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New Rules or No Rules?

New Rules or No Rules? Part 1
Russian President Vladimir Putin addressed the gathering of leading international politicians and analysts at the Valdai Discussion Club in Sochi last week. Addressing the forum the Russian leader said “the period of the Cold War is over, but the peace has never been made.”

What implications will this speech have on the relations between Russia and the West? Tune in to the discussion between Joseph Mifsud, the head of the London Academy of Diplomacy and Dmitry Suslov, Deputy Director for Center of Comprehensive Europe and International Studies at the Higher School of Economics in Moscow.

New Rules or No Rules? Part 2

Speaking in Sochi Vladimir Putin expressed concern that “the existing systems of international relations, international laws, the system of checks and balances have been declared useless, obsolete and ready to be torn down”. Putin’s speech has been described as the toughest since his address in Munich in 2007 where he criticized the policy of double standards in international politics. 

You both were in Sochi and you heard President Putin firsthand. What did you personally take away from the Valdai Conference?

Dmitry Suslov: My take is that we are really at the turning point. And this speech by Vladimir Putin has been anticipated by the Russian analysts and it was not a surprise. I mean, maybe, for the West his both Munich’s speech and Valdai’s speech was a surprise, but for the majority of the Russian analysts it wasn’t. Putin just sharpened and expressed in a very comprehensive and concentrated way what has been here in the minds and in the atmosphere for years.

The key in this speech and message was that – please, take us seriously, there is a strategy behind our actions. From time to time, and actually very often, the Russian international steps are explained by domestic politics, something is explained by Putin’s personality. This is why t triggers so much surprise. What lacks in the Western understanding in the vision of strategy. And Putin’s point was that there is a sound strategy behind what Russia is doing. And this strategy goes as far as how the international order should be designed, what should be the rules of behavior of great powers. I hope that this kind of conclusion will be made in Europe.

And why Russia is not taken seriously?

Dmitry Suslov: Because in the minds of the majority of the American mainstream, first, Russia is the looser in the Cold War, secondly, Russia’s rise in the recent years has been one-sided and based on petro-money and quite artificial. President Obama himself was very blunt several times on this matter, when he said that Russia is a fake great power. And this is why they think that even if Putin says that way, he will be not able to implement this. And thus, if Russia in their opinion is doomed for failure, they will continue this strategy of containment, isolation, weakening Russia economically and so on.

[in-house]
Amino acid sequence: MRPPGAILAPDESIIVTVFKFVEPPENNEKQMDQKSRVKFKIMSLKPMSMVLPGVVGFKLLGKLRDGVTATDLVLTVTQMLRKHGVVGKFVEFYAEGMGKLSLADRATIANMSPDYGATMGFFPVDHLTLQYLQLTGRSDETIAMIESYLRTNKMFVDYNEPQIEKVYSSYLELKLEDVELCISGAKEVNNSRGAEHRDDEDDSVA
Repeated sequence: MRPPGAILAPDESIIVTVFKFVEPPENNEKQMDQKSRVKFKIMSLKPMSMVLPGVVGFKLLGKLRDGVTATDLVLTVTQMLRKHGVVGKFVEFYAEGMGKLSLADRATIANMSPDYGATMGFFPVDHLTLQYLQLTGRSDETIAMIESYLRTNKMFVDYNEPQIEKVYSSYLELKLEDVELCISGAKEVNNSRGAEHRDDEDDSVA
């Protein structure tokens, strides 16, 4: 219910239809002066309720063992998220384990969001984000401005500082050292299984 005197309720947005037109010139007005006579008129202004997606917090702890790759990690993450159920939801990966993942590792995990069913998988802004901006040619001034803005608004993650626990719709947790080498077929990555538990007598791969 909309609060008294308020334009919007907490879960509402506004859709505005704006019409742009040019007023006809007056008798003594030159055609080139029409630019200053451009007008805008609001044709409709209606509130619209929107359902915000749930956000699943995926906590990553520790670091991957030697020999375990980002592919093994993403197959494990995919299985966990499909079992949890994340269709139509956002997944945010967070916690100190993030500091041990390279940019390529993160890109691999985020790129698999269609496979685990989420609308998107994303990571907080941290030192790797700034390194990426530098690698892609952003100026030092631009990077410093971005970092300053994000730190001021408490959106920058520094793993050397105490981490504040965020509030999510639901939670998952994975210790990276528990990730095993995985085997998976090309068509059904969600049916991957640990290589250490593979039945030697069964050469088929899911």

The US does play a strong role in shaping the relationship between Russia and the EU, the EU does give in. But why is that so? The EU has a lot to lose.

Joseph Mifsud: I think President Putin was extremely disappointed on this point. He expected more from the West in terms of the European side to it. And it is interesting that the speech comes before the inauguration of the new European Commission. The new European Commission will be looking at things in a perhaps different way. I think the US will have to work much harder, if it wants to keep the same kind of stance with Russia with the support of Europe, because some of the people who have been put into place inside the European Commission are more diplomatically inclined to build a real dialog with Russia, more than their predecessors.

Is the US interested in strong Russia and in a good relationship with Russia?

Joseph Mifsud: I think the US is interested, but at the same time is extremely skeptical about actually having this kind of relationship. With its relationship with China, the stronger economic links through the BRICS, I think that there is a major concern that Russia is going its own way and that the no-rules-game is played by the Russian Federation.

Will the spiral of mistrust be reversed?

Joseph Mifsud: I think the key word which President Putin used was interdependence. The global security and the economy are part of this interdependence. I believe that whatever the US, the EU, Germany, Russia, China, all the others might decide and wish to do, it is all tired also to the fact that there are these two pillars. I believe that we cannot risk 5-10 or 15 years to put things in order or to come up with new rules. There isn’t that time, the global security and the economy will be continuing to deteriorate. I believe that people will actually see the sense.

One of the other perceptions, that was also mentioned, was – can the US continue with the world policing or with the Monroe doctrine. This is something which is extremely important. I don’t think that the US has the energy to continue with this. So, the global security and economy needs partners and who is better in this than the Russian Federation.

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